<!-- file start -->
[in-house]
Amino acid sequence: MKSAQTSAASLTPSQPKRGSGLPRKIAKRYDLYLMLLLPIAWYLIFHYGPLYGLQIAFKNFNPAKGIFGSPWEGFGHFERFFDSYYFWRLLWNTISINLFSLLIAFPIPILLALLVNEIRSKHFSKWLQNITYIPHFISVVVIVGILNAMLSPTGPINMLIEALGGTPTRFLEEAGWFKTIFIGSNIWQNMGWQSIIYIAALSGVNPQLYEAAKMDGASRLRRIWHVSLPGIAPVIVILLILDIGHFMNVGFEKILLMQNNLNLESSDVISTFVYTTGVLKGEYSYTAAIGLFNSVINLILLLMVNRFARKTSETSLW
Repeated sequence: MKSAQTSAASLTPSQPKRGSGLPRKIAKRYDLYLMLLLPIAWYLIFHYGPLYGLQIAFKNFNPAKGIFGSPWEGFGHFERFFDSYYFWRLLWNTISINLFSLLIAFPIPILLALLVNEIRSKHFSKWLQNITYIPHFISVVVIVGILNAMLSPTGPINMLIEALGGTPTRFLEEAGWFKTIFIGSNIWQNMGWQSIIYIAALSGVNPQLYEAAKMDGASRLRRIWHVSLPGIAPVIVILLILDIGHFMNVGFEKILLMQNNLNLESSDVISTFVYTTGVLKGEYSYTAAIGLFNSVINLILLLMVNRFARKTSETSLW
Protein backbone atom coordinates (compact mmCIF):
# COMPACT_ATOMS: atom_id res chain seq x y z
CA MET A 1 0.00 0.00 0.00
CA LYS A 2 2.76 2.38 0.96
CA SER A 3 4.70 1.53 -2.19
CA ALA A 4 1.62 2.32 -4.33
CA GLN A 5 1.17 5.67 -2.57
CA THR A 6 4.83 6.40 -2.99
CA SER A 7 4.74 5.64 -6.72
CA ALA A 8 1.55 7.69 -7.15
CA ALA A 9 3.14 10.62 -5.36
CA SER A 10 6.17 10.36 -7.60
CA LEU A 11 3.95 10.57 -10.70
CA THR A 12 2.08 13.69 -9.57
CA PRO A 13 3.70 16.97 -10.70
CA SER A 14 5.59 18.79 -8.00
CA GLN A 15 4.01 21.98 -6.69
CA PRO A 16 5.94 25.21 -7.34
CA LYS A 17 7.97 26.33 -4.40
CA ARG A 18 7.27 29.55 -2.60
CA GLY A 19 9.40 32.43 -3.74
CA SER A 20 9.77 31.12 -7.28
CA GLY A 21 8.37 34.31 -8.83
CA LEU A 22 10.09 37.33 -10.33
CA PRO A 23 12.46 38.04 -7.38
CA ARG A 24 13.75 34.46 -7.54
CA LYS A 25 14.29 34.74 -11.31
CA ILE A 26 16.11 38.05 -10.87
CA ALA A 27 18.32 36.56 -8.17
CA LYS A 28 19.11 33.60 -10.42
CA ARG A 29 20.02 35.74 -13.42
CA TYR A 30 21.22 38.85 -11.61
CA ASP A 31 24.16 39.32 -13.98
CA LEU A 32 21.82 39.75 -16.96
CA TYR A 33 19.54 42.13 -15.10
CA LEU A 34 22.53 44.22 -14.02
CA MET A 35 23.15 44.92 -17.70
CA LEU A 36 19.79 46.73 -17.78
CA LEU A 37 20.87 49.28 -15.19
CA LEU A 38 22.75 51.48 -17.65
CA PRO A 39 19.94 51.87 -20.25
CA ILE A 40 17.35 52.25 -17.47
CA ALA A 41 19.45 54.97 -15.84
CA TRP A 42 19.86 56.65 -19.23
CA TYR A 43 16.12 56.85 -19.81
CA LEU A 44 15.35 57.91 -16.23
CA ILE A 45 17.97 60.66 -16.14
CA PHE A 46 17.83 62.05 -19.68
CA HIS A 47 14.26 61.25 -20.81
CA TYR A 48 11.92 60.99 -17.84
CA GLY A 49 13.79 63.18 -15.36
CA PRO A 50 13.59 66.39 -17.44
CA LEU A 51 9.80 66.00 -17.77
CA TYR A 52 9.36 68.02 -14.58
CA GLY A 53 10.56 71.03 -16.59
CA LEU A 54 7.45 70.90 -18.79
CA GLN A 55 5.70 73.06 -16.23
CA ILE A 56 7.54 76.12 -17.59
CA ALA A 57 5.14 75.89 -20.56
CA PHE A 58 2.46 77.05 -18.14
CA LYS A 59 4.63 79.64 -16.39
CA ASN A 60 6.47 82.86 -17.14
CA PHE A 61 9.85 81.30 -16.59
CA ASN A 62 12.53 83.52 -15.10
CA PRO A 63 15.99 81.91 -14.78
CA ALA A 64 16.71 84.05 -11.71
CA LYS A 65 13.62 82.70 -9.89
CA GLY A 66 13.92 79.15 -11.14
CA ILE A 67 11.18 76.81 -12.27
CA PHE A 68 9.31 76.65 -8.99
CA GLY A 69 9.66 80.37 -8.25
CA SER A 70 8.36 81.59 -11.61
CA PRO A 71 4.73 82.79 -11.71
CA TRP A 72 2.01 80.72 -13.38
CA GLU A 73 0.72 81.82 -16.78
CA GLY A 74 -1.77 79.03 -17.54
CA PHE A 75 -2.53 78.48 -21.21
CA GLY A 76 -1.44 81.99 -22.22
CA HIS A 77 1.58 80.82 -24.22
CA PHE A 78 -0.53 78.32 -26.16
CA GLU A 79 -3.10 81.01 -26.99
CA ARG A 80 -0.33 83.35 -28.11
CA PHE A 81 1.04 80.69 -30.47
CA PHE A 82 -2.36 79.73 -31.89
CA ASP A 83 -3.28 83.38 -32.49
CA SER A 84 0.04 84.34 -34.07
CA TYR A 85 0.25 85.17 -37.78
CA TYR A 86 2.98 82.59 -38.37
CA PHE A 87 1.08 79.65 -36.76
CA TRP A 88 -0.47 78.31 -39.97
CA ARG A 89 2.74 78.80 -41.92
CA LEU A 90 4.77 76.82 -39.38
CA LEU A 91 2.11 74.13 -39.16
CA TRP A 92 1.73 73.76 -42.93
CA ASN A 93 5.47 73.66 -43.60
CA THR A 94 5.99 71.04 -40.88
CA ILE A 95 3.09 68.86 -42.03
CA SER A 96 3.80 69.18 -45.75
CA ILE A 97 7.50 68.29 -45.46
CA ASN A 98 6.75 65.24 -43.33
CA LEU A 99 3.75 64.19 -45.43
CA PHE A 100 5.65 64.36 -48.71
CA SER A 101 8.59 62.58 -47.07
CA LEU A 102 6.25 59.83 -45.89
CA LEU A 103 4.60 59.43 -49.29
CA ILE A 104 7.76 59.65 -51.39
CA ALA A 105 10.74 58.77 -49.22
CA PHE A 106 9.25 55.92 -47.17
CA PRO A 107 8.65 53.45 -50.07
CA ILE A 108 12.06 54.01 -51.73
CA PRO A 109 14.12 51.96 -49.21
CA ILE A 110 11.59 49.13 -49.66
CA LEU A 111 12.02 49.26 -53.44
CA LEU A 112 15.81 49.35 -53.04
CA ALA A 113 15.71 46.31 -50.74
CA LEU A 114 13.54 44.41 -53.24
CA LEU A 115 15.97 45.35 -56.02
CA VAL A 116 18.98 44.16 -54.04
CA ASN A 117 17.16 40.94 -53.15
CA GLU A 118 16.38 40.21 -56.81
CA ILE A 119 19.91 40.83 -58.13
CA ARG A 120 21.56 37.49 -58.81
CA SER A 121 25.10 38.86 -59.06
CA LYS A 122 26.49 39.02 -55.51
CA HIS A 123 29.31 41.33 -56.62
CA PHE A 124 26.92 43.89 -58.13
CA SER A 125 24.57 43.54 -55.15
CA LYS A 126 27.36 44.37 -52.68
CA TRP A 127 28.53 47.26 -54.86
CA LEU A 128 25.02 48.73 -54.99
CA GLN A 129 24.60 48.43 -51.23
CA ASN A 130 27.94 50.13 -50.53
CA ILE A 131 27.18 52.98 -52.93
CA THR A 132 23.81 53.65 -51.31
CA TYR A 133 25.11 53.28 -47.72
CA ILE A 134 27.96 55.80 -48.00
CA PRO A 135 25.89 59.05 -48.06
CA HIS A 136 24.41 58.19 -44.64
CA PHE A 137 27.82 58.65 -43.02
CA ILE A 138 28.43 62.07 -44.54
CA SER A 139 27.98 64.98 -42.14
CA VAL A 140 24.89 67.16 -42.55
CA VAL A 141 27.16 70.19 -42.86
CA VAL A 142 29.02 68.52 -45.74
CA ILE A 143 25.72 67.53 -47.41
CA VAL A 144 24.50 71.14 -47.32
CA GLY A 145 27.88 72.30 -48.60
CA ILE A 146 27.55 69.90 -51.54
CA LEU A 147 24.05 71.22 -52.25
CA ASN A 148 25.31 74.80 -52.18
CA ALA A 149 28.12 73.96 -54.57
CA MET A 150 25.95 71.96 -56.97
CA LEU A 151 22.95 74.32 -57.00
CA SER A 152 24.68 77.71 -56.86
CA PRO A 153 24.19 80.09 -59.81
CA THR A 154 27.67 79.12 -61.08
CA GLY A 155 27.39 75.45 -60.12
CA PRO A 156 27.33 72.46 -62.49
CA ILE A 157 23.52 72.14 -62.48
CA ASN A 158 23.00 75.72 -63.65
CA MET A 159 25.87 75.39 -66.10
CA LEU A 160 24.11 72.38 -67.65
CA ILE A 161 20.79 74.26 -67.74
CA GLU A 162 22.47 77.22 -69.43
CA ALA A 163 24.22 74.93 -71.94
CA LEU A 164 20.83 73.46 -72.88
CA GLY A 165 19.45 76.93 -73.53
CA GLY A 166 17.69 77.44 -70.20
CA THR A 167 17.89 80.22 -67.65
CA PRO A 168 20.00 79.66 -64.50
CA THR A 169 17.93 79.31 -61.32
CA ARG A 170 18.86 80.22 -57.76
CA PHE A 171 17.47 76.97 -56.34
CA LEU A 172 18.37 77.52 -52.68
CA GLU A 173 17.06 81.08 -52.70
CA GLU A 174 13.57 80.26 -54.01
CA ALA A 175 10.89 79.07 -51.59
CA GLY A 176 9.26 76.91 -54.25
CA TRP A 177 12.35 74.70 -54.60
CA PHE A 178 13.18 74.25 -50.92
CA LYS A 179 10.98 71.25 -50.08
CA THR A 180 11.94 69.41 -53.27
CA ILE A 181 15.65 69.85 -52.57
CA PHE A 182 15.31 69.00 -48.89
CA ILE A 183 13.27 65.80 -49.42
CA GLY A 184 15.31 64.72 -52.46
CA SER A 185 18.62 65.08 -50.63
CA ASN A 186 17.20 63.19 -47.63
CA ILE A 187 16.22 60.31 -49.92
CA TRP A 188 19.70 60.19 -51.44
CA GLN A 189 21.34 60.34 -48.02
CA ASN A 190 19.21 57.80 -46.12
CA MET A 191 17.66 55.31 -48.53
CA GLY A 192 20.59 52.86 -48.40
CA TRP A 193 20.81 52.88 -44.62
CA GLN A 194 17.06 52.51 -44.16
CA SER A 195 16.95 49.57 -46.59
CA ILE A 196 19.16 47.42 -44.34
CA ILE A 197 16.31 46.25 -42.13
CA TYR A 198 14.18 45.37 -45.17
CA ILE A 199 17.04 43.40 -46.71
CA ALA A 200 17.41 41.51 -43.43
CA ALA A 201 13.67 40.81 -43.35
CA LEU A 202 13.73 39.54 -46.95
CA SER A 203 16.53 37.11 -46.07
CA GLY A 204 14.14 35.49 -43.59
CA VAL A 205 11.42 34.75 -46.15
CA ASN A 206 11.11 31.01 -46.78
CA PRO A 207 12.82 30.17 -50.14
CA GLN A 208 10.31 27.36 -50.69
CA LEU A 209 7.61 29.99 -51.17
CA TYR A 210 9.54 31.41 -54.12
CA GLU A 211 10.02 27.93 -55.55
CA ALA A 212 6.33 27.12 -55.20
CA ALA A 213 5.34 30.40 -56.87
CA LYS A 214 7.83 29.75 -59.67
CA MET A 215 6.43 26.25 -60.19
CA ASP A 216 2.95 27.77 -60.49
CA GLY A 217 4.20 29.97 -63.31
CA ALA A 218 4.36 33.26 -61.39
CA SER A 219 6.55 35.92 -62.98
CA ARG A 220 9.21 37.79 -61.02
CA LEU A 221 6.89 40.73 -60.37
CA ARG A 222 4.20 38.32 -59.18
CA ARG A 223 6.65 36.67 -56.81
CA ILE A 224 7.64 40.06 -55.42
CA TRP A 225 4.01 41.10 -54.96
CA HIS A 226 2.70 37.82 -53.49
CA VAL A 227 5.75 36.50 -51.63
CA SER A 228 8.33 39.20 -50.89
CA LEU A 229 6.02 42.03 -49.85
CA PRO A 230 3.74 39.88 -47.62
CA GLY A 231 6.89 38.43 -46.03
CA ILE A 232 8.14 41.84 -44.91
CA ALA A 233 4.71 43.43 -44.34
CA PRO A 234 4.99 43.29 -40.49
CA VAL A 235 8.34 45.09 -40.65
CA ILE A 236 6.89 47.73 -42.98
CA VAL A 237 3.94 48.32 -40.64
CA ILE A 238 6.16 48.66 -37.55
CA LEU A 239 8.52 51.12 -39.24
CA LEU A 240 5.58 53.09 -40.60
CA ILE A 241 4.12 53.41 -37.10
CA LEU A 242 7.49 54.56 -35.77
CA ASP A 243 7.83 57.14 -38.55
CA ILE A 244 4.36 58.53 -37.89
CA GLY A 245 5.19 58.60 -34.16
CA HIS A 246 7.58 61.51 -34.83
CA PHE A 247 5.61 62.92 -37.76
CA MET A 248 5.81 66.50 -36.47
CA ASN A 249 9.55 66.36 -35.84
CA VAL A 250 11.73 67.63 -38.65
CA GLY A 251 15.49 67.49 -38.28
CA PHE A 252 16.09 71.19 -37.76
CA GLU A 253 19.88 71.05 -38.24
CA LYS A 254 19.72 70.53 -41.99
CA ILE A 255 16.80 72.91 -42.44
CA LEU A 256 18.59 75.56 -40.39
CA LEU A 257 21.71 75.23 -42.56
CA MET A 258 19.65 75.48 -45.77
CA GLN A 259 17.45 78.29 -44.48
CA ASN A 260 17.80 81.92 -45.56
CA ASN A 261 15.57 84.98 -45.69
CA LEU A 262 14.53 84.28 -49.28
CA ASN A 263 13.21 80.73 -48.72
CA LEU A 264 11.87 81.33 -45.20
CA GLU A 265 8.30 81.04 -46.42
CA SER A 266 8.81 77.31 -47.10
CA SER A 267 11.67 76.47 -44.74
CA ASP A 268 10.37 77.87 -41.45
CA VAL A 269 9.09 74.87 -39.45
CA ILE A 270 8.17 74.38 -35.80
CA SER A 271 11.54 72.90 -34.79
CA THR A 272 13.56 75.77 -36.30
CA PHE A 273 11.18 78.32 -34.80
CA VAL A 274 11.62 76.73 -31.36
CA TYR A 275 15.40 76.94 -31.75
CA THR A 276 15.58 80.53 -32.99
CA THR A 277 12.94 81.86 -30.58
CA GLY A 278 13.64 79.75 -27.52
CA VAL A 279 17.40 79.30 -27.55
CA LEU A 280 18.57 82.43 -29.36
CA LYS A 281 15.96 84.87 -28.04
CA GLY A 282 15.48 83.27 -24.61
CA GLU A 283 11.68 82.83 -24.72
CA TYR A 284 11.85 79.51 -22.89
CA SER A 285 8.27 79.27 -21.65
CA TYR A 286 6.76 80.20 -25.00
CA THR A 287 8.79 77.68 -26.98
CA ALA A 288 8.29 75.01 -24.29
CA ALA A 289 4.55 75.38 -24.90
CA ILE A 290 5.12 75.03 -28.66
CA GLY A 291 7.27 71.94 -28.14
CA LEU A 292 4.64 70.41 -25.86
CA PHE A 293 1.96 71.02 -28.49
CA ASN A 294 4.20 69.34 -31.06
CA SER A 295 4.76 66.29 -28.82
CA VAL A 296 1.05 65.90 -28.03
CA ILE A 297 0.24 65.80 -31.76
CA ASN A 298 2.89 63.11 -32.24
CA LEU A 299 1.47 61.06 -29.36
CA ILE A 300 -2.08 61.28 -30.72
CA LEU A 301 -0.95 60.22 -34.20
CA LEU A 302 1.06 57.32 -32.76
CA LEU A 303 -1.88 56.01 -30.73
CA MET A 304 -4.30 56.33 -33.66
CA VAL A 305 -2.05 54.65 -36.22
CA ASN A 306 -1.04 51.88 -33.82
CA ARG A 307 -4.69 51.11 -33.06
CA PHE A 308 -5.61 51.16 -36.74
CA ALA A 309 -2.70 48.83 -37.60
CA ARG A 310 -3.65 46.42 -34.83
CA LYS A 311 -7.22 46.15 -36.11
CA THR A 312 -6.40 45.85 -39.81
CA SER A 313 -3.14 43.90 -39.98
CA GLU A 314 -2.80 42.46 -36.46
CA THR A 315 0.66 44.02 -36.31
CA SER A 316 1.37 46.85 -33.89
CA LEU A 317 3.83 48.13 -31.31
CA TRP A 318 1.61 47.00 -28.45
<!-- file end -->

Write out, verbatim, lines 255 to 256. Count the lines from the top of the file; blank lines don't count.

CA VAL A 250 11.73 67.63 -38.65
CA GLY A 251 15.49 67.49 -38.28